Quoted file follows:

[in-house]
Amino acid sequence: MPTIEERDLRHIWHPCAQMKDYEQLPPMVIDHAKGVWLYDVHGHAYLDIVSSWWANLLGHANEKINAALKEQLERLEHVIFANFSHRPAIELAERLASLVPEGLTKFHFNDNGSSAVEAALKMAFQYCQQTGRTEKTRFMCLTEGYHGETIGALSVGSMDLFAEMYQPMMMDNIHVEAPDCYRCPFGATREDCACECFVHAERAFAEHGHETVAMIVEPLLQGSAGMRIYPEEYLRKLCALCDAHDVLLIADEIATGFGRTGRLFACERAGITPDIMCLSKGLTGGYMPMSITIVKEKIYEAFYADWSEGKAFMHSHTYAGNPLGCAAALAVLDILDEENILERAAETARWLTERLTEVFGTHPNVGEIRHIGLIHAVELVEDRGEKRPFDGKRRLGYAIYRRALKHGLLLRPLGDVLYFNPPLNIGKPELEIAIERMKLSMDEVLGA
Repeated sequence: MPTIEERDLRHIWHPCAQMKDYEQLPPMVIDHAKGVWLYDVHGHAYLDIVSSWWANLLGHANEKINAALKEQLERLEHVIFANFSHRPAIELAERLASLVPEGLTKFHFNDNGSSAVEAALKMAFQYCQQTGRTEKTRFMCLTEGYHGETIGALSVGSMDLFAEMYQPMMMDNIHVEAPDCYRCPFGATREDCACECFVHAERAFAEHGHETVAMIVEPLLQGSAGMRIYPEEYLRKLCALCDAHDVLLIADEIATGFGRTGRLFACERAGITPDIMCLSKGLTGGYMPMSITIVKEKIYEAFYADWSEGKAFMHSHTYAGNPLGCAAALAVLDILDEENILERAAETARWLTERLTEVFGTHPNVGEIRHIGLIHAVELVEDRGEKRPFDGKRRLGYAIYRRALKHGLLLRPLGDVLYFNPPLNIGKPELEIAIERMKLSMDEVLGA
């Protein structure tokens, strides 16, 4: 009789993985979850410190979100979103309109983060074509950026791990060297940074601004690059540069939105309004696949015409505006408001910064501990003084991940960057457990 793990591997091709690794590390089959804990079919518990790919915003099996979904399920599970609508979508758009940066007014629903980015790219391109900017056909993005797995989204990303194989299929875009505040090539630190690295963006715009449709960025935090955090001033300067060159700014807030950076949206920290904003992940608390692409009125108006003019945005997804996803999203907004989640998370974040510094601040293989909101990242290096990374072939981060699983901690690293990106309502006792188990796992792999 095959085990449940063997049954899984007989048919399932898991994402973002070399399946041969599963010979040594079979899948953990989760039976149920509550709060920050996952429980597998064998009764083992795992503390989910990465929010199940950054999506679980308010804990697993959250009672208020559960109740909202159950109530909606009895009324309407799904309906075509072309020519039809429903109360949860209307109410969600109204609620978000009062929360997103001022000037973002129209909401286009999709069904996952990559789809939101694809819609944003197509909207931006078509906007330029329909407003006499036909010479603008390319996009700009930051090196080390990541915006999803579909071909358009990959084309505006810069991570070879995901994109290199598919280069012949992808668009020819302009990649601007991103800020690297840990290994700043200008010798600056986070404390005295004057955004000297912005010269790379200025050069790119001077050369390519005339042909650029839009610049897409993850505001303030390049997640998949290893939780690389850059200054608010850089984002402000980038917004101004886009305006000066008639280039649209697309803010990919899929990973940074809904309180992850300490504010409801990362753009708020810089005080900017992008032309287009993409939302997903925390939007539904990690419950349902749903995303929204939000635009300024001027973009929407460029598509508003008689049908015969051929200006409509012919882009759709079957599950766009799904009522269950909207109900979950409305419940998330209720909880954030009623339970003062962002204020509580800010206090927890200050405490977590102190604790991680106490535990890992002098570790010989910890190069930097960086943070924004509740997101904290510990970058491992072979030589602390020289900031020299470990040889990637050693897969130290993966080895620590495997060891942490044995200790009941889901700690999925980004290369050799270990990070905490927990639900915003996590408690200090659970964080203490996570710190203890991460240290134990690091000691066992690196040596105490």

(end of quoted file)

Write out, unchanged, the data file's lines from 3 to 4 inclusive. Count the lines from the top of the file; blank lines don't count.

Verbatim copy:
Repeated sequence: MPTIEERDLRHIWHPCAQMKDYEQLPPMVIDHAKGVWLYDVHGHAYLDIVSSWWANLLGHANEKINAALKEQLERLEHVIFANFSHRPAIELAERLASLVPEGLTKFHFNDNGSSAVEAALKMAFQYCQQTGRTEKTRFMCLTEGYHGETIGALSVGSMDLFAEMYQPMMMDNIHVEAPDCYRCPFGATREDCACECFVHAERAFAEHGHETVAMIVEPLLQGSAGMRIYPEEYLRKLCALCDAHDVLLIADEIATGFGRTGRLFACERAGITPDIMCLSKGLTGGYMPMSITIVKEKIYEAFYADWSEGKAFMHSHTYAGNPLGCAAALAVLDILDEENILERAAETARWLTERLTEVFGTHPNVGEIRHIGLIHAVELVEDRGEKRPFDGKRRLGYAIYRRALKHGLLLRPLGDVLYFNPPLNIGKPELEIAIERMKLSMDEVLGA
């Protein structure tokens, strides 16, 4: 009789993985979850410190979100979103309109983060074509950026791990060297940074601004690059540069939105309004696949015409505006408001910064501990003084991940960057457990 793990591997091709690794590390089959804990079919518990790919915003099996979904399920599970609508979508758009940066007014629903980015790219391109900017056909993005797995989204990303194989299929875009505040090539630190690295963006715009449709960025935090955090001033300067060159700014807030950076949206920290904003992940608390692409009125108006003019945005997804996803999203907004989640998370974040510094601040293989909101990242290096990374072939981060699983901690690293990106309502006792188990796992792999 095959085990449940063997049954899984007989048919399932898991994402973002070399399946041969599963010979040594079979899948953990989760039976149920509550709060920050996952429980597998064998009764083992795992503390989910990465929010199940950054999506679980308010804990697993959250009672208020559960109740909202159950109530909606009895009324309407799904309906075509072309020519039809429903109360949860209307109410969600109204609620978000009062929360997103001022000037973002129209909401286009999709069904996952990559789809939101694809819609944003197509909207931006078509906007330029329909407003006499036909010479603008390319996009700009930051090196080390990541915006999803579909071909358009990959084309505006810069991570070879995901994109290199598919280069012949992808668009020819302009990649601007991103800020690297840990290994700043200008010798600056986070404390005295004057955004000297912005010269790379200025050069790119001077050369390519005339042909650029839009610049897409993850505001303030390049997640998949290893939780690389850059200054608010850089984002402000980038917004101004886009305006000066008639280039649209697309803010990919899929990973940074809904309180992850300490504010409801990362753009708020810089005080900017992008032309287009993409939302997903925390939007539904990690419950349902749903995303929204939000635009300024001027973009929407460029598509508003008689049908015969051929200006409509012919882009759709079957599950766009799904009522269950909207109900979950409305419940998330209720909880954030009623339970003062962002204020509580800010206090927890200050405490977590102190604790991680106490535990890992002098570790010989910890190069930097960086943070924004509740997101904290510990970058491992072979030589602390020289900031020299470990040889990637050693897969130290993966080895620590495997060891942490044995200790009941889901700690999925980004290369050799270990990070905490927990639900915003996590408690200090659970964080203490996570710190203890991460240290134990690091000691066992690196040596105490």